The TAKE with Rick Klein
“Biden Democrats” keep winning primaries over their more progressive friends.
But the Biden agenda is still being shaped and defined by President Joe Biden’s relationship with his party’s left — even as it could derail his most ambitious policy goals.
A primary in a Cleveland-area House district this week added another win for the pro-Biden Democratic establishment, following victories by moderates in the Virginia governor’s race primary and the primary election in New York City.
This week also featured a dramatic exercise in progressive activism, led by Rep. Cori Bush, D-Mo., that forced the administration to address the expiring eviction moratorium after the White House at first indicated it was powerless. Another clash along similar ideological lines is looming around student loan forgiveness.
Kevin Dietsch/Getty ImagesU.S. Reps. Cori Bush, D-Mo., and Alexandria Ocasio-Cortez, D-N.Y., embrace during a rally on the eviction moratorium at the U.S. Capitol on Aug. 3, 2021, in Washington, D.C.
And for all the progress in the Senate’s bipartisan infrastructure bill, uncertainties around its fate in the House cloud any legislative future. Again, it’s progressives — who have prevailed on House leaders to insist that the far larger Democrat-only bill also advance before committing to passing the Senate package — who hold the power to keep things from Biden’s desk.
The dynamics reflect tensions that far predate the 2020 election cycle, though they were evident throughout a long primary race cut short by COVID-19. Progressives — particularly younger ones — have long been skeptical of Biden and his commitment to their causes.
It’s a stretch to say that Biden is bowing to all of their wishes, or captive to their agenda. But it’s not a stretch to point out that his agenda will stall without them on board — regardless of who’s winning primaries.
The RUNDOWN with Averi Harper
The Department of Justice has opened its third investigation into the practices of a local law enforcement agency. The Civil Rights Division of the DOJ announced Thursday it would investigate to determine whether the Phoenix Police Department has engaged in discriminatory policing.
In April, less than 24 hours after former Minneapolis police officer Derek Chauvin was convicted of George Floyd’s murder, the Department of Justice announced an investigation into the practices of the Minneapolis Police Department. The DOJ is also investigating the Louisville Metro Police Department.
“Each time I have noted that these investigations are aimed to promote transparency and accountability,” Attorney General Merrick Garland said. “This increases public trust, which in turn increases public safety.”
Kevin Dietsch/Getty ImagesU.S. Attorney General Merrick Garland announces a federal investigation of the city of Phoenix and the Phoenix Police Department during a news conference at the Department of Justice on Aug. 5, 2021, in Washington, D.C.
While the effort aims to root out discriminatory policing practices, one-off investigations of law enforcement agencies cannot adequately address the issue of police violence or broadly resolve systemic discrimination. There are about 18,000 law enforcement agencies across the country, all with different standards policies and practices, according to the Bureau of Justice Statistics.
The announcement comes as Senate negotiations on a police reform bill have fallen flat as a weekslong Senate recess looms. Legislation remains the most transformative method to addressing police reform, but the passage of any such legislation is a long way off.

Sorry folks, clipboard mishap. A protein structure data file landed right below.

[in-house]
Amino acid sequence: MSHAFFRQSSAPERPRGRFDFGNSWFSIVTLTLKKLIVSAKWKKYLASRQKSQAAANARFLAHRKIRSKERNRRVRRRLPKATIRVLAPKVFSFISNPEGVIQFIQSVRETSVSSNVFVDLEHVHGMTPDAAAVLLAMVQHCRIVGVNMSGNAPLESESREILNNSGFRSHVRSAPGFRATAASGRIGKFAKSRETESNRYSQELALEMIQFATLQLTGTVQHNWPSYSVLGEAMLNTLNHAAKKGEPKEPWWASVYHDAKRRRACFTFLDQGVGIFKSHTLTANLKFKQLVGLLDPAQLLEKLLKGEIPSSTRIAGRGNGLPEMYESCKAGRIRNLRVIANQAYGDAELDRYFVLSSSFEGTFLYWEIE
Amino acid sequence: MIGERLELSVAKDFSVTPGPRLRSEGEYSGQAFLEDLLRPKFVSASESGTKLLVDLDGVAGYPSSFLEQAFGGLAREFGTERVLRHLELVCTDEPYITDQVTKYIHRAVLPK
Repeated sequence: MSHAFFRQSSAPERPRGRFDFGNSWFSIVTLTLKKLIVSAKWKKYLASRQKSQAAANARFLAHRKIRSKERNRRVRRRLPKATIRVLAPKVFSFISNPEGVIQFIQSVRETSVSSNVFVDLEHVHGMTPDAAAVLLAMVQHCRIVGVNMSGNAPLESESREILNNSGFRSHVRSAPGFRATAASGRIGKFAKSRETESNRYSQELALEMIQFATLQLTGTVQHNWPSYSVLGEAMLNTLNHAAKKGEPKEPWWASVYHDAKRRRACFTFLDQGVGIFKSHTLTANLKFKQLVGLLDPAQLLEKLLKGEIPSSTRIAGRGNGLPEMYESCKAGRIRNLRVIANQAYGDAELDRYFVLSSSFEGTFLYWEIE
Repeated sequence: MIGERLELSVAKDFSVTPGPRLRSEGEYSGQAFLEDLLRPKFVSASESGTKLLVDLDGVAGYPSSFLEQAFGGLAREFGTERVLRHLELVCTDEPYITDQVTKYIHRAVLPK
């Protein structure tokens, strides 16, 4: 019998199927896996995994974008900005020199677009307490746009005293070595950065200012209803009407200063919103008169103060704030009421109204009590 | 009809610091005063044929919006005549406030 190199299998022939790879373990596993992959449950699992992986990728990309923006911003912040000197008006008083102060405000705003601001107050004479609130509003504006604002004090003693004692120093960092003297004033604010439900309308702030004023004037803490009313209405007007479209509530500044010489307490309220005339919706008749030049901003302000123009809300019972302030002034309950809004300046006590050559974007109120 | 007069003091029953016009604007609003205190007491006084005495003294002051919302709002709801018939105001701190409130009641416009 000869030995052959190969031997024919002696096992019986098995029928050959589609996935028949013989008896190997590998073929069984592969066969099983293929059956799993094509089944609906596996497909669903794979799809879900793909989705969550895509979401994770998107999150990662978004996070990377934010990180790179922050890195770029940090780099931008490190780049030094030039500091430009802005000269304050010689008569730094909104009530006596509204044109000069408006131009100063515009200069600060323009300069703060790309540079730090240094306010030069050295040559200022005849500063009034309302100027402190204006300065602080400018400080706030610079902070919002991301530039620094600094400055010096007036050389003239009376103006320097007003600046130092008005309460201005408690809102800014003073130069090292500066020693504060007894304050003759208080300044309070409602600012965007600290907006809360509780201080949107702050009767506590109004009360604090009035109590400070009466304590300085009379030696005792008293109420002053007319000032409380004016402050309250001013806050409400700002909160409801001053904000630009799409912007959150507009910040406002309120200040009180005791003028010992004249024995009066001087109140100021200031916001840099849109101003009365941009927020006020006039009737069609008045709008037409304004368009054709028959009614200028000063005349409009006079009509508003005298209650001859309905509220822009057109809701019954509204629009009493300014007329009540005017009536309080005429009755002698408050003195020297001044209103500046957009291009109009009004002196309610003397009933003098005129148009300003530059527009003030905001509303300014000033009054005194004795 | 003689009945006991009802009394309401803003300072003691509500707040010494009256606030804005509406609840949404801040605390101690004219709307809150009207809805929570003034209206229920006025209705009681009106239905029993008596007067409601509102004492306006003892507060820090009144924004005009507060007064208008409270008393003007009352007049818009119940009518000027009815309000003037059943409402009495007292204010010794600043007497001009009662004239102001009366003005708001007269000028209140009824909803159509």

The TIP with Alisa Wiersema
A second special session is set to begin in Texas this Saturday, but the partisan standoff over voting rights continues, as Texas House Democrats in Washington show little indication of their next moves.
Abbott’s agenda for the new session carries over Republican priorities that were left unaddressed over the course of the last month due to House Democrats breaking quorum and fleeing to the nation’s capital. “Election integrity” remains among the issues Gov. Greg Abbott said he “will continue to call special session after special session” to resolve, but the agenda also includes items like COVID-19 relief appropriations and legislation to address public school education during the pandemic.
Chip Somodevilla/Getty ImagesTexas state Rep. Senfronia Thompson joins fellow Democratic members of the Texas House and Senate following a news conference halfway through the 30-day special session called by Gov. Greg Abbott at the Washington Plaza Hotel on July 23, 2021, in Washington, D.C.
It remains unclear whether those issues will push Democrats to return to Texas given the state’s escalating battle against COVID-19. During a Thursday press call with reporters, state Rep. Gina Hinojosa said that as the minority party facing off with a Republican majority, the Democrats’ “strategy must be kept secret.”
“What we’re not going to do is be baited into coming back to work on an issue that Democrats have repeatedly tried to advance in numerous sessions where we have received zero Republican support for our measures and so they never advanced,” Hinojosa added.
ABC News’ “Start Here” podcast. Friday morning’s episode features ABC News’ Stephanie Ramos, who examines a potential vaccine mandate for active duty military. Kaiser News Editor-in-Chief Dr. Elisabeth Rosenthal tells us why the unvaccinated could soon see insurance premiums rise. And ABC News’ Elwyn Lopez takes us to the front lines of a miner strike in Brookwood, Alabama. http://apple.co/2HPocUL
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